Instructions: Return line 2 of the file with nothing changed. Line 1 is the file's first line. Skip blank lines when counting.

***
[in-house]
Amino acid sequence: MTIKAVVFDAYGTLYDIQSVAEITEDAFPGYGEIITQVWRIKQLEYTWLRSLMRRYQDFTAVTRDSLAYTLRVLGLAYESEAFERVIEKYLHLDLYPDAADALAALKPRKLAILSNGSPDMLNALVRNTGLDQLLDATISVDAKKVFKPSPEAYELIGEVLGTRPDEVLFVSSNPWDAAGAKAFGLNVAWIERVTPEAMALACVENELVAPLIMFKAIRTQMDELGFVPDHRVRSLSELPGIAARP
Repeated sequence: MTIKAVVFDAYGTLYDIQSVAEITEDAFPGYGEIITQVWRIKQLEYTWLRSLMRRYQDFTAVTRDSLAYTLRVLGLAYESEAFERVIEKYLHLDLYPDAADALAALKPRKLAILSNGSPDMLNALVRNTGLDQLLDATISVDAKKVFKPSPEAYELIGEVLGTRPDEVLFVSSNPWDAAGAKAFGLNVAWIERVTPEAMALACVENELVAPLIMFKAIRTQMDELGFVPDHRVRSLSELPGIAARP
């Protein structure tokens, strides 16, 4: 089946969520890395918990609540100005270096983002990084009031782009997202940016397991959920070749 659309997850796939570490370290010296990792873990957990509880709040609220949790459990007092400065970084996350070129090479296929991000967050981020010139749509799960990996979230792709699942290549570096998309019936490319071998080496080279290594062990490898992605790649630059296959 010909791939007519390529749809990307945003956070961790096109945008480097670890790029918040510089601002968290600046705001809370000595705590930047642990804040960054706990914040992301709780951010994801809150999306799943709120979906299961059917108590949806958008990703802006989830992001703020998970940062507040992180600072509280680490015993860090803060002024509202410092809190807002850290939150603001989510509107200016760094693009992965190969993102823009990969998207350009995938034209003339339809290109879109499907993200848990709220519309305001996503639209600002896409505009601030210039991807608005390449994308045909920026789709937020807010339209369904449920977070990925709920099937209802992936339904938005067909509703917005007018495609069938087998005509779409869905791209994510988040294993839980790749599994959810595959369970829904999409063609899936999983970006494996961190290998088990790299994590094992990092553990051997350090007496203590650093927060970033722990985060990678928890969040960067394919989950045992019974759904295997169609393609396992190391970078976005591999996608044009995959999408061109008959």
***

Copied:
Amino acid sequence: MTIKAVVFDAYGTLYDIQSVAEITEDAFPGYGEIITQVWRIKQLEYTWLRSLMRRYQDFTAVTRDSLAYTLRVLGLAYESEAFERVIEKYLHLDLYPDAADALAALKPRKLAILSNGSPDMLNALVRNTGLDQLLDATISVDAKKVFKPSPEAYELIGEVLGTRPDEVLFVSSNPWDAAGAKAFGLNVAWIERVTPEAMALACVENELVAPLIMFKAIRTQMDELGFVPDHRVRSLSELPGIAARP